Microsoft’s new mobile operating system (OS), Windows Phone 7, is a vast improvement over its current OS, Windows Mobile 6.5. The Windows Phone 7 requires minimal hardware, namely 4 GB Flash on 256 MB of RAM, WiFi (802.11 b/g), an accelerometer, a compass, multi-touch capacity screen (WVGA resolution (800×480 pixels)), and GPS sensors (1). The Windows Phone 7 will also only accept applications that are built in Silverlight, XNA, and .Net, and applications will be supported only through Microsoft’s Marketplace. Testing of the new mobile OS is already underway on devices from Dell, Garmin-Asus, HP, Dell, Samsung, Toshiba, Sony Ericsson, HTC, and LG.
The list of application developers is exciting: The Associated Press, Fandango, Match.com, Photobucket, Electronic Arts, as well as Microsoft Game Studios (i.e., Xbox Live) are all lining up to collaborate with Microsoft’s new OS. Six “hubs,” or common user actions, are set up on the system, including People, Pictures, Music and Video, Games, Office, and Marketplace. These hubs are presented as simple tiles on the home screen. There is also a camera button included on the system, which turns on a device that takes and stores pictures.
Unfortunately, what the Windows Phone 7 will not offer is multitasking, which is the ability to run multiple third-party applications at one time (2). This may place Microsoft at a disadvantage to Apple and its iPhone 4; while the iPhone 4 does have an issue with its antenna, it is advertised as capable of running third-party applications without slowing down the system or draining the battery. Windows Phone 7 will still be capable of running some firmware applications in the background, however.
Unlike the Apple iPhone 4, though, which only allows users to partner with AT&T as a carrier, the Windows Phone 7 has partnerships with not only AT&T, but Sprint, Verizon, Vodafone, T-Mobile USA, SFR, Telecom Italia, Orange, Deutsch Telecom, Telefonica, and Telstra (3). This may place Microsoft at a clear advantage to Apple, especially with AT&T no longer offering unlimited data streaming for one low price.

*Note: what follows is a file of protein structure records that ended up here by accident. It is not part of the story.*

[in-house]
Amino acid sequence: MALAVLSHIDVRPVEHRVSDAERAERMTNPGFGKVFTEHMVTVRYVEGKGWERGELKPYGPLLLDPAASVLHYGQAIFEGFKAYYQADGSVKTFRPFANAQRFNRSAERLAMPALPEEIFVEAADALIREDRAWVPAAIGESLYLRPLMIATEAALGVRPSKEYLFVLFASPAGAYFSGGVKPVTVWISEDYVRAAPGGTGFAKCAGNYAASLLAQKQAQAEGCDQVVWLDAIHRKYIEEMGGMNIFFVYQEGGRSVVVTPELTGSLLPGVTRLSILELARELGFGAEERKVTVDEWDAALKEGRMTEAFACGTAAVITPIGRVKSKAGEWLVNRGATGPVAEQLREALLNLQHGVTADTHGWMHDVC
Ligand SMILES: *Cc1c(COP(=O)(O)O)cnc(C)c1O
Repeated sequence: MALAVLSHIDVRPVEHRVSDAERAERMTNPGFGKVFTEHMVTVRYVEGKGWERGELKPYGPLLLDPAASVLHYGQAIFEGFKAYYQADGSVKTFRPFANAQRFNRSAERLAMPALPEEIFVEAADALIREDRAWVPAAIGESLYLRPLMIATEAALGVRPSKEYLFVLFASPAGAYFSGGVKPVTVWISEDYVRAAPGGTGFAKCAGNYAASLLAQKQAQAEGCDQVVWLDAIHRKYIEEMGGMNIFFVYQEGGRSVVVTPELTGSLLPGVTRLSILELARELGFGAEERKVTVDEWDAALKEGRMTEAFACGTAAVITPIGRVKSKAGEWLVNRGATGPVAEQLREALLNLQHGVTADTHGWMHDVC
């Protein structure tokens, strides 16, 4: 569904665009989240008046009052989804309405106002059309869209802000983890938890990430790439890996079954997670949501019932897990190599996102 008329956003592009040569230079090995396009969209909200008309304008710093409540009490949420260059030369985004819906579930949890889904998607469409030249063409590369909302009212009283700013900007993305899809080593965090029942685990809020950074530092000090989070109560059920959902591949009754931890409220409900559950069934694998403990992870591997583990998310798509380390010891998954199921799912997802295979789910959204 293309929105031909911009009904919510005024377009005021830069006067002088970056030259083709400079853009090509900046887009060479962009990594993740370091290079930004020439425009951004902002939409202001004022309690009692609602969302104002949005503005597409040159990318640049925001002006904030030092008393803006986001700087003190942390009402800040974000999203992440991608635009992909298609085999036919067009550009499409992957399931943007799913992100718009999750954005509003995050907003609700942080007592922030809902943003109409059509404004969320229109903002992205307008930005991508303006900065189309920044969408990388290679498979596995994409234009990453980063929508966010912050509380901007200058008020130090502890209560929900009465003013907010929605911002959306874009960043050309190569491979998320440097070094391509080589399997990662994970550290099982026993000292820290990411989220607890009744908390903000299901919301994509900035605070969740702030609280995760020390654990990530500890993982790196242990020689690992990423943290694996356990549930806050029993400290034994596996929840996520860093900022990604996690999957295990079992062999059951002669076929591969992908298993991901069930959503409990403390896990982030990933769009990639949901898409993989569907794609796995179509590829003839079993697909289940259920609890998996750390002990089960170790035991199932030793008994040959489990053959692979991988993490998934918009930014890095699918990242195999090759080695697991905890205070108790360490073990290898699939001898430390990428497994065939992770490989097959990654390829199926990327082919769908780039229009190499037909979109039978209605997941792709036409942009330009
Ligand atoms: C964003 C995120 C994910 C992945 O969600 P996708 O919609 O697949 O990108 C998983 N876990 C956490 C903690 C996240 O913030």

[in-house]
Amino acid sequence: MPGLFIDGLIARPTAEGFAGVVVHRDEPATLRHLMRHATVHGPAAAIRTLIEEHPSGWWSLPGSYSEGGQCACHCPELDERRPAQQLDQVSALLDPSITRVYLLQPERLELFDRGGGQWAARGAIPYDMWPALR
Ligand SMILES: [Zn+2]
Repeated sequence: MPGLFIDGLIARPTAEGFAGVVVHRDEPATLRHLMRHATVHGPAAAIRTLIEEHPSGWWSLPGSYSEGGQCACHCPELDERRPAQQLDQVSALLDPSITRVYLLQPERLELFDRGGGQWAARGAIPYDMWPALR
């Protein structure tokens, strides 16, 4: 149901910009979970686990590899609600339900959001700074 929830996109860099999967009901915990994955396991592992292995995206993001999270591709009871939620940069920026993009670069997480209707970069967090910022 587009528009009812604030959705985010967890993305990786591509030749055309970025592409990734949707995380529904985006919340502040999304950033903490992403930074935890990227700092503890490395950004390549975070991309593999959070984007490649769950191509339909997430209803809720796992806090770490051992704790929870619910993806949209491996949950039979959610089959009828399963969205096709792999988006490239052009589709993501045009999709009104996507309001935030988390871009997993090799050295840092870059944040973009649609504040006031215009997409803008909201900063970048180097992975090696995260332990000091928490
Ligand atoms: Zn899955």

There are other features of the Windows Phone 7 that make it marketable. On the Pictures hub, one can see not only the pictures that have been taken, but also the ones that have been sent via social media platforms like Facebook (Twitter and MySpace will not yet be available). Pictures sent by social network friends can be extracted and saved. On the People hub, social network status updates can be obtained for contacts. E-mail is considerably easier to scan through on Windows Phone 7 compared with Windows Phone 6.5. On the Office hub, Microsoft’s Word, Excel, Powerpoint, OneNote (for recording audio), and Sharepoint programs are all integrated. One can create and store documents on SkyDrive, and then access those files from any WiFi-ready computer. The OS browser program is Bing.
Microsoft’s Windows Phone 7 is currently still in its testing phases, but should be released soon.
1. Windows Phone 7 In Technical Preview http://www.informationweek.com/news/mobility/smart_phones/showArticle.jhtml?articleID=225900109&subSection=All+Stories
2. Windows Phone 7 Won’t Offer Multitasking http://www.informationweek.com/news/software/operatingsystems/showArticle.jhtml?articleID=225800150&queryText=windows%20phone%207
3. Windows Phone 7 Series FAQ